Interview: Jacqui McShee

PUBLISHED: 12:41 22 August 2008 | UPDATED: 15:39 29 October 2010

Pentangle pictured in 1969 .

Pentangle pictured in 1969 .

Abigail Saltmarsh

Pentangle were one of the most unusual and innovative bands of the 1960s. Fresh from a reunion of the original line-up, vocalist Jacqui McShee is preparing to appear in Norwich. ABIGAIL SALTMARSH spoke to her.

Pentangle were one of the most unusual and innovative bands of the 1960s. Fresh from a reunion of the original line-up, vocalist Jacqui McShee is preparing to appear in Norwich. ABIGAIL SALTMARSH spoke to her.

. . . . . . . . . . . . . . . . .

Sixties folk rockers get ready for the sounds of your youth. Singer Jacqui McShee is bringing her version of the famous Pentangle to Norwich.

McShee, who has performed in Norwich in the past with original band members John Renbourn and Bert Jansch, will be appearing at the Norwich Playhouse on September 25.

“This is my version of the original band and we perform a lot of the original songs that I brought with me,” McShee explained.

“People still love these songs these days, they have such wonderful melodies.

“They remember the traditional songs like Cruel Sister and Once I Had a Sweetheart but they also enjoy the material from my last album, Feoffees' Land.

“It still surprises me what a wide range of people turn up to hear us - those who remember us from the late 60s and early 70s as well as people who like listening to the music of today.”

McShee's extraordinary vocals are currently backed by Gerry Conway on drums and percussion, Spencer Cozens on keyboards, Alan Thompson on bass, and Gary Foote on saxophone and flute.

But this year has also seen the reforming of the original 1968 line-up - Jacqui with Danny Thompson, John Renbourn, Bert Jansch and Terry Cox.

“It was heart-warming and nostalgic to be playing all together again and to see our old audiences,” she said. “It was also wonderful to revisit stuff we haven't done for years and to find it was still fresh.”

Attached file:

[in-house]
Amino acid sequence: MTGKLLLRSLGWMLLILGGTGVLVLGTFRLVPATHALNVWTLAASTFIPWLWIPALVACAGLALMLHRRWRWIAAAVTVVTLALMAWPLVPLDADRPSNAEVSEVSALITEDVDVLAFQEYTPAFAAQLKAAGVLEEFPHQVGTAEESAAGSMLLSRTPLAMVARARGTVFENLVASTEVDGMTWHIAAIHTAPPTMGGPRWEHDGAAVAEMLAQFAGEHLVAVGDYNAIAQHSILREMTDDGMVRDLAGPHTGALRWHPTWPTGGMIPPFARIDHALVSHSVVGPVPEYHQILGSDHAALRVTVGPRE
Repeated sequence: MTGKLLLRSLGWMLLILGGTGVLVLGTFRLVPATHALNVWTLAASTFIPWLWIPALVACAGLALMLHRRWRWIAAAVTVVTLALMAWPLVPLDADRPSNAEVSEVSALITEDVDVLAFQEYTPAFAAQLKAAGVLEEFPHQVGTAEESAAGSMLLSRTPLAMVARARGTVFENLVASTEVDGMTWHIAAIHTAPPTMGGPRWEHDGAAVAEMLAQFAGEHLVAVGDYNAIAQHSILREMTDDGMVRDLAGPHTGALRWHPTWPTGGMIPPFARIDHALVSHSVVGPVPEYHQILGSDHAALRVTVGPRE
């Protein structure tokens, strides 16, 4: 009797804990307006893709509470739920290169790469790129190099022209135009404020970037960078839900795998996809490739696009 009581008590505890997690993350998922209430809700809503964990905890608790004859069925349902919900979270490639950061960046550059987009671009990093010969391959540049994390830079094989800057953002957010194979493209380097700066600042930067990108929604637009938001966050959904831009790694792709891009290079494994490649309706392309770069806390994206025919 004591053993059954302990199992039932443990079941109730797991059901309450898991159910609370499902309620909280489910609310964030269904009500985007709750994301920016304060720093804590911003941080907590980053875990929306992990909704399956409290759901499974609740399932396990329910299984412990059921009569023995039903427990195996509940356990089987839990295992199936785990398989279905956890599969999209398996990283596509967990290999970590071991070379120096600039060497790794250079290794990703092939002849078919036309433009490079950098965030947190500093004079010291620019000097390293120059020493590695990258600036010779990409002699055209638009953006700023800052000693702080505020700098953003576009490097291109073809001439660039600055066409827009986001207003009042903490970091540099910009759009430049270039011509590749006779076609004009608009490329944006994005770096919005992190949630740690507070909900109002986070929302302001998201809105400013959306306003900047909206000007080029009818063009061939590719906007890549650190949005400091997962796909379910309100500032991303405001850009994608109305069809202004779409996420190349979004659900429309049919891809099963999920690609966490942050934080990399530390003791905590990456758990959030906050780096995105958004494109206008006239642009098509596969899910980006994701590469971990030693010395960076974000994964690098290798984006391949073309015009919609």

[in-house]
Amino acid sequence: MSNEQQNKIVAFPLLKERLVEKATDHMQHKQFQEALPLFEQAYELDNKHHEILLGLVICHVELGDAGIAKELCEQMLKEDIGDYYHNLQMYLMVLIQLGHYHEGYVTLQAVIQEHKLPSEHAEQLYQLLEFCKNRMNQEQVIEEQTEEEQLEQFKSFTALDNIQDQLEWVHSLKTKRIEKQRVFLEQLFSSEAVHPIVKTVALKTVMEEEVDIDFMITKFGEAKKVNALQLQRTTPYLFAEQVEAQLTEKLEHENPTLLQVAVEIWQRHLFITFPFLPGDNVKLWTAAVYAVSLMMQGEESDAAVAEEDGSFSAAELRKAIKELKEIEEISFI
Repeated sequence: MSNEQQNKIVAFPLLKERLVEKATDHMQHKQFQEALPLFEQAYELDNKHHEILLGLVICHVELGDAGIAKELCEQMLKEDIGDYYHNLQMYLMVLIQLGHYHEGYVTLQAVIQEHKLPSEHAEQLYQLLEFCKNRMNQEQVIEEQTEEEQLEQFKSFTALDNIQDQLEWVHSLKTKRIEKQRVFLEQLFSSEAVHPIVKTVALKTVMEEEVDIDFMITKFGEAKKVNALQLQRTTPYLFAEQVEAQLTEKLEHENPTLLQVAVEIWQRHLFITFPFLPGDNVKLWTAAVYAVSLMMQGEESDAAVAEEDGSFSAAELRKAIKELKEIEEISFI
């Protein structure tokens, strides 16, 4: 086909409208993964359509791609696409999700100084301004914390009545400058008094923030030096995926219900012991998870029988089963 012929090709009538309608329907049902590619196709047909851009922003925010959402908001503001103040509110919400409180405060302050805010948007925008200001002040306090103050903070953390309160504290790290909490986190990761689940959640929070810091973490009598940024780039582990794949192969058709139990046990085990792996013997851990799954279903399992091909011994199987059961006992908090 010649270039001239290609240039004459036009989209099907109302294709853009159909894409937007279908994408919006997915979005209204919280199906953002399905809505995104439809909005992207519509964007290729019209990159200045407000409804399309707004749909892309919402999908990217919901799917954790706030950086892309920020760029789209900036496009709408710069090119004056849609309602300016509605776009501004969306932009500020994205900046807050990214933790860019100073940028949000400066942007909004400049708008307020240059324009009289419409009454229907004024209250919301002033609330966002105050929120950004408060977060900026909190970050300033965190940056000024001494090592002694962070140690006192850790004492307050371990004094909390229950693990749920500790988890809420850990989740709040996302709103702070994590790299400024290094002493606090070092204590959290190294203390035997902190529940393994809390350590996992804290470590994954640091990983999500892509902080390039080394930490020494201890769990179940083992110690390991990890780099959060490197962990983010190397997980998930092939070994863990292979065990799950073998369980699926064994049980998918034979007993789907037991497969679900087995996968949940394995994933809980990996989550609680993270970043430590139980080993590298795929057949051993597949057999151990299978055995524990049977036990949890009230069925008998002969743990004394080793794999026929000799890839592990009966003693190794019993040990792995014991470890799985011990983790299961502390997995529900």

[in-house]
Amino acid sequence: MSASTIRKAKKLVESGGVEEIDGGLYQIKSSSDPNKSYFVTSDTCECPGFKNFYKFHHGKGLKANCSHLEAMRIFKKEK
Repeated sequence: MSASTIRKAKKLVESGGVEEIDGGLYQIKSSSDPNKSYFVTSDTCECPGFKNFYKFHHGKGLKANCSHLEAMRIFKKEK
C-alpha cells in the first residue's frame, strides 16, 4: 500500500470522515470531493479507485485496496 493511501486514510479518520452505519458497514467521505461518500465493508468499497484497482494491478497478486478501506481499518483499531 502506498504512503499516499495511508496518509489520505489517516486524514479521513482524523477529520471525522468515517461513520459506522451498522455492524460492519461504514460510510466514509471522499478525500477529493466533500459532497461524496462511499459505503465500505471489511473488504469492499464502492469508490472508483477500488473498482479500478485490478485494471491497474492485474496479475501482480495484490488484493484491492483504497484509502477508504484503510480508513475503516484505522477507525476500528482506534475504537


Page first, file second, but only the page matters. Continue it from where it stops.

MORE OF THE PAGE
Pentangle formed in 1967. They band were always an oddity - not quite a folk band, although they included two folk heroes in Jansch and Renbourn, and not quite a jazz band, despite their lengthy improvisations and jazz rhythm section of Danny Thompson and Terry Cox.

Renbourn and Jansch were already popular musicians when they became friendly with McShee, who ran a folk club and were then joined by Thompson and Cox.

From humble beginnings at the Horseshoe Hotel in Tottenham Court Road, the heart of swinging 60s London, Pentangle's first concert appearance as a band was at The Royal Festival Hall on May 27, 1967.

For six relentlessly active years spanning 1967-73 they were one of the most exciting and innovative groups in the world, genuinely pushing boundaries and exploring new musical avenues.

Their debut LP, Pentangle, was released in May 1968, and was followed by albums such as Sweet Child, Basket of Light and Cruel Sister. They quickly became both stars of the underground and darlings of the mainstream.

They enjoyed unprecedented degree of success worldwide for an acoustic band, performing regularly at the Albert Hall, Carnegie Hall, the Fillmore East, alongside Canned Heat and Rhinoceros, The Fillmore West, alongside The Grateful Dead), as well as the Newport Folk Festival and two Isle of Wight Festivals.

The band split in 1973 but has seen subsequent incarnations, including Jacqui McShee's Pentangle, which was formed in 1995.

“Some things have changed,” said McShee. “These days we talk about our aches and pains rather than what we are going to do after the show.

“But it's nice to think we have been performing since the 60s and people still enjoy our music today.”

Further listening:,

t Jacqui McShee's Pentangle play at the Norwich Playhouse on September 25. Tickets £17.50/ £15 cons. 01603 598598,

If you value what this story gives you, please consider supporting the Norwich Evening News. Click the link in the orange box above for details.

Become a supporter

This newspaper has been a central part of community life for many years. Our industry faces testing times, which is why we're asking for your support. Every contribution will help us continue to produce local journalism that makes a measurable difference to our community.

Latest from the Norwich Evening News